For the most part the "control" part is the human telling the UAV where to go. The actual mechanics of "flying" is done by the machine itself. Thus you can have one operator "managing" several UAVs.

While the "physical/structural" aspect of these UAV are interesting, the development of the control laws for these UAV (how to dog fight and how to do aerial refueling - really difficult tasks) will dictate on how effectively these machine can be deployed.

bikerthai



Intelligent seeks knowledge. Enlightened seeks wisdom.
User currently offlineGDB From United Kingdom, joined May 2001, 13169 posts, RR: 78
Reply 5, posted (4 years 2 weeks 2 days 11 hours ago) and read 6973 times:

IMHO Taranis should form the basis of an operational UCAV, if need be, as a national project.
To, post 2020, replace the then remaining RAF Tornado GR.4's.

BAE have already got a prop driven one, Mantis, on trials, this should be the lower end of a hi-low mix to replace some of the GR.4's in the 2015-2020 period.


User currently offlineGPHOTO From United Kingdom, joined Aug 2004, 829 posts, RR: 25
Reply 6, posted (4 years 2 weeks 2 days 11 hours ago) and read 6968 times:
AIRLINERS.NET CREW
DATABASE EDITOR

Quoting Shmertspionem (Reply 3):
why the preference for red/pink i dunno cus it seems to be standard amongst both NATO and Russians.

The intention is for high visibility on items that must be removed before use. Red stands out and is a universal 'stop' or 'danger' colour. It is therefore a natural choice for this role.

I suppose yellow or yellow/black wasp stripes might also be colours that could be used. The effect of red would be lost if your aircraft colour scheme is red.....

I don't know if there are any national or international standards for such items - anyone know?

Best regards,

Jim



Erm, is this thing on?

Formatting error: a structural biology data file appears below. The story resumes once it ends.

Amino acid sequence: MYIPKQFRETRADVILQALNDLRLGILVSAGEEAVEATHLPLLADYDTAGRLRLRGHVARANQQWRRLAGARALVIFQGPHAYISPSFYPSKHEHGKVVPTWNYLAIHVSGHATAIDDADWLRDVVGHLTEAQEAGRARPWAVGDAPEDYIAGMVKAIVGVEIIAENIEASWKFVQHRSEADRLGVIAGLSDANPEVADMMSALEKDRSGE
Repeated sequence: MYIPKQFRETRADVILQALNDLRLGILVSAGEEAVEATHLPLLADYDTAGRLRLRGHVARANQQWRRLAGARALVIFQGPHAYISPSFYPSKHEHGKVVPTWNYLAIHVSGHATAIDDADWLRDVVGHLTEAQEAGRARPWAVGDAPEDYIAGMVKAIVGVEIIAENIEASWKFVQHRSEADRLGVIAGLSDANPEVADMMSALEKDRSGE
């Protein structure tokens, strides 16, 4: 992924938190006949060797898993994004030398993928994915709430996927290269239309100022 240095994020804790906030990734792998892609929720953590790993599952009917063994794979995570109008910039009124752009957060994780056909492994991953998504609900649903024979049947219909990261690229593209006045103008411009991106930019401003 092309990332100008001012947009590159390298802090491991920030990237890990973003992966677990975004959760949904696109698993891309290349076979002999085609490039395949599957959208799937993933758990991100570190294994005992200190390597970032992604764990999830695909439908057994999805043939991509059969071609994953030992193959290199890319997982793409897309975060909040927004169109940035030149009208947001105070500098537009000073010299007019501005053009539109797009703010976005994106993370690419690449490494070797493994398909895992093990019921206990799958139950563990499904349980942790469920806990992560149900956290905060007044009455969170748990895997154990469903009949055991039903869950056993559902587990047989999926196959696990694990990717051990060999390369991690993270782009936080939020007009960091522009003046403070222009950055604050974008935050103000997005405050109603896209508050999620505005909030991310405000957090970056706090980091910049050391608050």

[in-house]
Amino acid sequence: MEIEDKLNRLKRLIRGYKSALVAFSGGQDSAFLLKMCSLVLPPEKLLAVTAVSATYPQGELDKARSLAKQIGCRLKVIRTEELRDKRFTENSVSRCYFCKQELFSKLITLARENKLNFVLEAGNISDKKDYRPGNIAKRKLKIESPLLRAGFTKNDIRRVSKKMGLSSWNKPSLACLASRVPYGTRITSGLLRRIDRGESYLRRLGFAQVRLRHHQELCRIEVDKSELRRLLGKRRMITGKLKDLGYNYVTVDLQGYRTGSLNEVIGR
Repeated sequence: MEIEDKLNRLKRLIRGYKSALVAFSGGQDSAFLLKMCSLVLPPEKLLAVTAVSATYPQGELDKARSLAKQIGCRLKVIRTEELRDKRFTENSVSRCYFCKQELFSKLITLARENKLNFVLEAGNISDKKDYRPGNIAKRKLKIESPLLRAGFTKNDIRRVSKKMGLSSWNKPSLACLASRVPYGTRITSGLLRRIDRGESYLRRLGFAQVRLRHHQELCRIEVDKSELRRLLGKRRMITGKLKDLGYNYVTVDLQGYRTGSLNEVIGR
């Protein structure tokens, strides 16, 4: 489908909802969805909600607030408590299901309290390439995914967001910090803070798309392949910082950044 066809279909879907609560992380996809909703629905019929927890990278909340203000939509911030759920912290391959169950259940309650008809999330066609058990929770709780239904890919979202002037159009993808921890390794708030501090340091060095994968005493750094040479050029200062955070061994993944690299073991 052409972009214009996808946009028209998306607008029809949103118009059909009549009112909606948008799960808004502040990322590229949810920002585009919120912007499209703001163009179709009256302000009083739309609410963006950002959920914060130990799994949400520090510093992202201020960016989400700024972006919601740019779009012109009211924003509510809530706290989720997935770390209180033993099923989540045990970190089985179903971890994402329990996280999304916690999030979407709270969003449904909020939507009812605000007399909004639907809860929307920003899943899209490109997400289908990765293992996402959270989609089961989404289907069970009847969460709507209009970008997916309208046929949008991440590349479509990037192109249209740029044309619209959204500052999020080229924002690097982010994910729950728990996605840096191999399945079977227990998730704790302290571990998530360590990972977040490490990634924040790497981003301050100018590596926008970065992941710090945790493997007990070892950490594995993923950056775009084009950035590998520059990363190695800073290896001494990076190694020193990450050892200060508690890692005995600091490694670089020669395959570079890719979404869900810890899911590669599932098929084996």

User currently offlineMadameConcorde From San Marino, joined Feb 2007, 10890 posts, RR: 37
Reply 7, posted (4 years 2 weeks 2 days 10 hours ago) and read 6953 times:

Thank you for your answers.

Today I see that Boeing are unveiling a new hydrogen-powered high altitude unmanned "Phantom Eye" spy plane that can stay up in the air during 4 days without "refueling".

http://www.bbc.co.uk/news/10617075

The company explained in a statement that Phantom Eye was "powered by two 2.3 litre, four-cylinder engines that provide 150 horsepower each".
It is also very large, with a 46m (150ft) wingspan.
"It isn't built for stealth - it's built for endurance," Mr Haddox told BBC News.

 Wow!

Some day in the near future all planes will be flying without pilots. It seems that they are leaning toward unmanned planes more and more.



There was a better way to fly it was called Concorde
User currently offlineSeJoWa From United States of America, joined May 2006, 346 posts, RR: 0
Reply 8, posted (4 years 2 weeks 2 days 8 hours ago) and read 6923 times:

Quoting Shmertspionem (Reply 3):
At any rate its good to see Britain develop something on its own again - like the good old days - instead of JV's and Foreign purchases.

More friendly competition is good news!

This is a very clean design.


User currently offlineBMI727 From United States of America, joined Feb 2009, 15719 posts, RR: 26
Reply 9, posted (4 years 2 weeks 2 days 5 hours ago) and read 6878 times:

Quoting MadameConcorde (Reply 7):
Some day in the near future all planes will be flying without pilots.

That probably depends on your definition of "near future." It will be decades before pilots can be entirely eradicated. And don't forget that a lot of UAVs may not replace manned aircraft at all, but rather do jobs that are impractical for manned aircraft.

Quoting MadameConcorde (Reply 7):
"It isn't built for stealth - it's built for endurance," Mr Haddox told BBC News

Stealth isn't necessary for everything. Such a craft would work very well for monitoring weather or shipping or protecting our borders.



Why do Aerospace Engineering students have to turn things in on time?